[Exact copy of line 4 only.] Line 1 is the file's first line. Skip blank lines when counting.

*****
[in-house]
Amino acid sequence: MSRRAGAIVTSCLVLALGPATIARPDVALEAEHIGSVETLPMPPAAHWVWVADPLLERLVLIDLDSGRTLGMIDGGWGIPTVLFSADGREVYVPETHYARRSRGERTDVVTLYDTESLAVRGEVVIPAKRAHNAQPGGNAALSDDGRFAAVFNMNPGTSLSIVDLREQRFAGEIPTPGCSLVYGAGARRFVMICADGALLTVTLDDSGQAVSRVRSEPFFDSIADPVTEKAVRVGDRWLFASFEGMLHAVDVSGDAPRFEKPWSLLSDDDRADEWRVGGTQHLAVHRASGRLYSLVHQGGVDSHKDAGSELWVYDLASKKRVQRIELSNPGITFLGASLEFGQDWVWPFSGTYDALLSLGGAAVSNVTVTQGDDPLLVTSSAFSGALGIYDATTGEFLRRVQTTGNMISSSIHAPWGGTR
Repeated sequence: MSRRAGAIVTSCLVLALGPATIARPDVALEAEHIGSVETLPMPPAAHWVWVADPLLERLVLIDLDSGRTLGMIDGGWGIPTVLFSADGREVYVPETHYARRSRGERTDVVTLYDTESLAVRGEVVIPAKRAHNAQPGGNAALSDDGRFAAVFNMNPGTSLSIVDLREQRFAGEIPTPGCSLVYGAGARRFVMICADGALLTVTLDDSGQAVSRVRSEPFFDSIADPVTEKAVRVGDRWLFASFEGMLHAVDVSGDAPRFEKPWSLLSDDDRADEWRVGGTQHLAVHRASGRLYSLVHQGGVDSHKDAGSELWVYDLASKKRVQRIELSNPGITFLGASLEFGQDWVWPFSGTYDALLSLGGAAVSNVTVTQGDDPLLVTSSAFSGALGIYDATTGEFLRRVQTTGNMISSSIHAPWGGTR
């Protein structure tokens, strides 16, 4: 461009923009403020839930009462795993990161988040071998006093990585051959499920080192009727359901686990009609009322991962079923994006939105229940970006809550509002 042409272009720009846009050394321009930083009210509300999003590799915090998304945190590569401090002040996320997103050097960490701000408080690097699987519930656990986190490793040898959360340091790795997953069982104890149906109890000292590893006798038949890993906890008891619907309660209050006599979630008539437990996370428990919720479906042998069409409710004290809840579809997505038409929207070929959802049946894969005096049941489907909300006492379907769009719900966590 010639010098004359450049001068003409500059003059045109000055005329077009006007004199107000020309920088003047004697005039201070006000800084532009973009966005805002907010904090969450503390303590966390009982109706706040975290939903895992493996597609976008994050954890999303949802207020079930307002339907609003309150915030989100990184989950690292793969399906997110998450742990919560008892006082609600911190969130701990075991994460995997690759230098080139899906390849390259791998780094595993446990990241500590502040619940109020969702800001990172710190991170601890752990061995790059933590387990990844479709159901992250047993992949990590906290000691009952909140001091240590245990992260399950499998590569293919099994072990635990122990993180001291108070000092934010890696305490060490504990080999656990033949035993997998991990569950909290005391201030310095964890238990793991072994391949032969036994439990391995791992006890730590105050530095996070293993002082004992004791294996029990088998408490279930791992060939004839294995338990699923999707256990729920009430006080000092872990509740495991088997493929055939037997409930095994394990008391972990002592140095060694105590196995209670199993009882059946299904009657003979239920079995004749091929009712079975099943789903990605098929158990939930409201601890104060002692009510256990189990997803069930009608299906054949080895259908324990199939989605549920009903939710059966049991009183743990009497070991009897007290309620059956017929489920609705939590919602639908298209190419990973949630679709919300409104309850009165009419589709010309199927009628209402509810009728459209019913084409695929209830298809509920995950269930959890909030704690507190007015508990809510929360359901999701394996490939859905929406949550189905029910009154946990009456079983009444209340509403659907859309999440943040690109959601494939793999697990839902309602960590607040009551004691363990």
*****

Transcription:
């Protein structure tokens, strides 16, 4: 461009923009403020839930009462795993990161988040071998006093990585051959499920080192009727359901686990009609009322991962079923994006939105229940970006809550509002 042409272009720009846009050394321009930083009210509300999003590799915090998304945190590569401090002040996320997103050097960490701000408080690097699987519930656990986190490793040898959360340091790795997953069982104890149906109890000292590893006798038949890993906890008891619907309660209050006599979630008539437990996370428990919720479906042998069409409710004290809840579809997505038409929207070929959802049946894969005096049941489907909300006492379907769009719900966590 010639010098004359450049001068003409500059003059045109000055005329077009006007004199107000020309920088003047004697005039201070006000800084532009973009966005805002907010904090969450503390303590966390009982109706706040975290939903895992493996597609976008994050954890999303949802207020079930307002339907609003309150915030989100990184989950690292793969399906997110998450742990919560008892006082609600911190969130701990075991994460995997690759230098080139899906390849390259791998780094595993446990990241500590502040619940109020969702800001990172710190991170601890752990061995790059933590387990990844479709159901992250047993992949990590906290000691009952909140001091240590245990992260399950499998590569293919099994072990635990122990993180001291108070000092934010890696305490060490504990080999656990033949035993997998991990569950909290005391201030310095964890238990793991072994391949032969036994439990391995791992006890730590105050530095996070293993002082004992004791294996029990088998408490279930791992060939004839294995338990699923999707256990729920009430006080000092872990509740495991088997493929055939037997409930095994394990008391972990002592140095060694105590196995209670199993009882059946299904009657003979239920079995004749091929009712079975099943789903990605098929158990939930409201601890104060002692009510256990189990997803069930009608299906054949080895259908324990199939989605549920009903939710059966049991009183743990009497070991009897007290309620059956017929489920609705939590919602639908298209190419990973949630679709919300409104309850009165009419589709010309199927009628209402509810009728459209019913084409695929209830298809509920995950269930959890909030704690507190007015508990809510929360359901999701394996490939859905929406949550189905029910009154946990009456079983009444209340509403659907859309999440943040690109959601494939793999697990839902309602960590607040009551004691363990």